Run the script file one more time and look at the output on the screen. If everything looks good, you are ready to print. To print a report, you need to have SQL*Plus write the report to a file and then print that file. When people speak of writing SQL*Plus output to a file, the term spool is often used as a verb. You are said to be spooling your output to a file. The SPOOL command is used for this purpose, and you will need to use it twice, once to turn spooling on and again to turn it off.

5.3.5.1 Spooling to a file

To send report output to a file, put SPOOL commands immediately before and after the SQL query as shown here:

SPOOL proj_hours_dollars.lis

SELECT E.EMPLOYEE_NAME,

 . . . 

SPOOL OFF

 

The first SPOOL command tells SQL*Plus to begin echoing all output to the specified file. After this command executes, everything you see on the screen is echoed to this file. The second SPOOL command turns spooling off and closes the file.

You may wish to add two other commands to the script file before generating the report. The first is:

SET FEEDBACK OFF

 

Turning feedback off gets rid of the "50 rows selected" message, which you may have noticed at the end of the report when you ran earlier versions of the script. The second command you may want to add is:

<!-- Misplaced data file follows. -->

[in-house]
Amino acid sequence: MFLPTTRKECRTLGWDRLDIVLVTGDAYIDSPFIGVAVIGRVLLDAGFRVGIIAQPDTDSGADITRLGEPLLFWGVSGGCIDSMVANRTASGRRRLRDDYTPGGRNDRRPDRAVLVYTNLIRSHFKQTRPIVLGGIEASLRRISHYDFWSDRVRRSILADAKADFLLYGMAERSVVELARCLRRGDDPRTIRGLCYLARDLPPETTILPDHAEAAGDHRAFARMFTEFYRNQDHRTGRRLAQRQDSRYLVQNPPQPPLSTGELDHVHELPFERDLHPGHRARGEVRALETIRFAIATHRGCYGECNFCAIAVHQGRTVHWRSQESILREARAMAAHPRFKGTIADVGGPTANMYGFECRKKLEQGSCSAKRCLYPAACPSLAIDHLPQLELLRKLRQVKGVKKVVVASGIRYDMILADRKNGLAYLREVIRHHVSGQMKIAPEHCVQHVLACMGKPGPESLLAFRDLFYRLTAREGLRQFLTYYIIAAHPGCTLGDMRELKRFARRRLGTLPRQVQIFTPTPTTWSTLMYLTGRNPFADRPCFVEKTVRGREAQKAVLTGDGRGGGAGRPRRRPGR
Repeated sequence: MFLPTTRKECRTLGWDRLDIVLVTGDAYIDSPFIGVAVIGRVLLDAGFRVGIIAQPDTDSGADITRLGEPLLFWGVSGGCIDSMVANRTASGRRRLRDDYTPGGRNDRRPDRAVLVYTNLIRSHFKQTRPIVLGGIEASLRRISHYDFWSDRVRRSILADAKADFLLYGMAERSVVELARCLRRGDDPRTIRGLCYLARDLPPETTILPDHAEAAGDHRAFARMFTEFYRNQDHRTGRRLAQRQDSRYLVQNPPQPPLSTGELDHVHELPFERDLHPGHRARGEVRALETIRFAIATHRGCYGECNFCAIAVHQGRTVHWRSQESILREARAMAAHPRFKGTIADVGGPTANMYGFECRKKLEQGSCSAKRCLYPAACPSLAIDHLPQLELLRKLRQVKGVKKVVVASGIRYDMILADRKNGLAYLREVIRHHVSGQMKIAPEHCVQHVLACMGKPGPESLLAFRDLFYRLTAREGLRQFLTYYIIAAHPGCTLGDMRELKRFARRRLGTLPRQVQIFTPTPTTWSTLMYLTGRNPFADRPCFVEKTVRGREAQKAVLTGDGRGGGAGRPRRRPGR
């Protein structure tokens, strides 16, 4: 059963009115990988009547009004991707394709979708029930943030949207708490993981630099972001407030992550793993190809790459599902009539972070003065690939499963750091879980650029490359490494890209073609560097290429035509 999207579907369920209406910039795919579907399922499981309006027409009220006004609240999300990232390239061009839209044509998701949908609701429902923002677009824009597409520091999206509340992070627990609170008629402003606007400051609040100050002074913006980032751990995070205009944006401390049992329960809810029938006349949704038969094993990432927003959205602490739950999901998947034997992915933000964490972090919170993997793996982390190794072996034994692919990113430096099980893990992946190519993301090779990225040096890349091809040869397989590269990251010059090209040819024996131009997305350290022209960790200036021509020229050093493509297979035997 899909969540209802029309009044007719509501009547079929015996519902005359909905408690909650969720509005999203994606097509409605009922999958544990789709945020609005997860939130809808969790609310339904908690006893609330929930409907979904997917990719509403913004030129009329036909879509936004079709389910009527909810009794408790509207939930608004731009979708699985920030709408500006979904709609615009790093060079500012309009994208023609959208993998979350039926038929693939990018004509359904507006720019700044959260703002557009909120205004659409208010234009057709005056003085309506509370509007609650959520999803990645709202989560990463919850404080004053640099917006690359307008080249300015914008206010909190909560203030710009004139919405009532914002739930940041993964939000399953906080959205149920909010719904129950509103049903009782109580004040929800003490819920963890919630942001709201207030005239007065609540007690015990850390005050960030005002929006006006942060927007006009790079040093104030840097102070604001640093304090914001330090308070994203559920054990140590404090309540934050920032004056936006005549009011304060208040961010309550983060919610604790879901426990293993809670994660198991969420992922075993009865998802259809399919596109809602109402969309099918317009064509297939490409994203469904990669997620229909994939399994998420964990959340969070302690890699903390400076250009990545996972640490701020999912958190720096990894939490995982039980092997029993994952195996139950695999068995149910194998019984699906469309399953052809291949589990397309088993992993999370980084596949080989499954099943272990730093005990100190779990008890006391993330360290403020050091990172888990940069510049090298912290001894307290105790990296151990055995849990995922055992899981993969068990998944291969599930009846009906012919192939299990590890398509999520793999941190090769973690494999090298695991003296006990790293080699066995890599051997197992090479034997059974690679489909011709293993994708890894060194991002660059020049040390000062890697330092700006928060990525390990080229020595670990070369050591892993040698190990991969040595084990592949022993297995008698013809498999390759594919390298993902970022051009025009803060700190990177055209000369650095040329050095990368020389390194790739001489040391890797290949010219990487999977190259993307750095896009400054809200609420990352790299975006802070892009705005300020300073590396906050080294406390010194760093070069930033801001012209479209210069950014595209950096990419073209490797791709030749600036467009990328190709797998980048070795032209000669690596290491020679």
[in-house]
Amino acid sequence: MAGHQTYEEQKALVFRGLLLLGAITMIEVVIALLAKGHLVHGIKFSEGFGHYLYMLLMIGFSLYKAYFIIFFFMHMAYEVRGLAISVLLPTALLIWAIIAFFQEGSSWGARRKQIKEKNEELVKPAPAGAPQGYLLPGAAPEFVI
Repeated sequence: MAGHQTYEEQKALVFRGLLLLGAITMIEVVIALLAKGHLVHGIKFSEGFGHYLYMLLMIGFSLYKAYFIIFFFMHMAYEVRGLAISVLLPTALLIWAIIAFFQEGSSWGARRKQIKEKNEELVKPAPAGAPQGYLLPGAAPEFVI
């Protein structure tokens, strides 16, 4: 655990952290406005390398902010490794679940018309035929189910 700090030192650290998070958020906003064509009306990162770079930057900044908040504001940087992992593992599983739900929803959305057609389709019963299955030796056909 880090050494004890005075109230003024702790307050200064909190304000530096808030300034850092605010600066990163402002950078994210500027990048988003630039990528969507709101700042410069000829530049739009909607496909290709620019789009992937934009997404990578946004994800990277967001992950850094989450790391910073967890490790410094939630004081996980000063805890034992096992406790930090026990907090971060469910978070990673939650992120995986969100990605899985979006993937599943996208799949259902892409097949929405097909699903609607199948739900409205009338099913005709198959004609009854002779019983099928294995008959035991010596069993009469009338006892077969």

SET TERMOUT OFF

 

This command does what it says. It turns off output to the display (terminal output) but allows the output to be written to a spool file. Your report will run several orders of magnitude faster if SQL*Plus doesn't have to deal with updating and scrolling the display, especially true if you are running the Windows GUI version of SQL*Plus. You should definitely use SET TERMOUT OFF when spooling any large report. I usually put the above two settings immediately prior to the SPOOL command. For example:

SET FEEDBACK OFF

SET TERMOUT OFF

SPOOL $HOME/sqlplus/reports/proj_hours_dollars.lst

SELECT E.EMPLOYEE_NAME,

 . . . 

SPOOL OFF

 

Do make sure that you set TERMOUT off prior to executing the SPOOL command to spool the output; otherwise, the SET TERMOUT OFF command will appear in your spool file.

5.3.5.2 The final script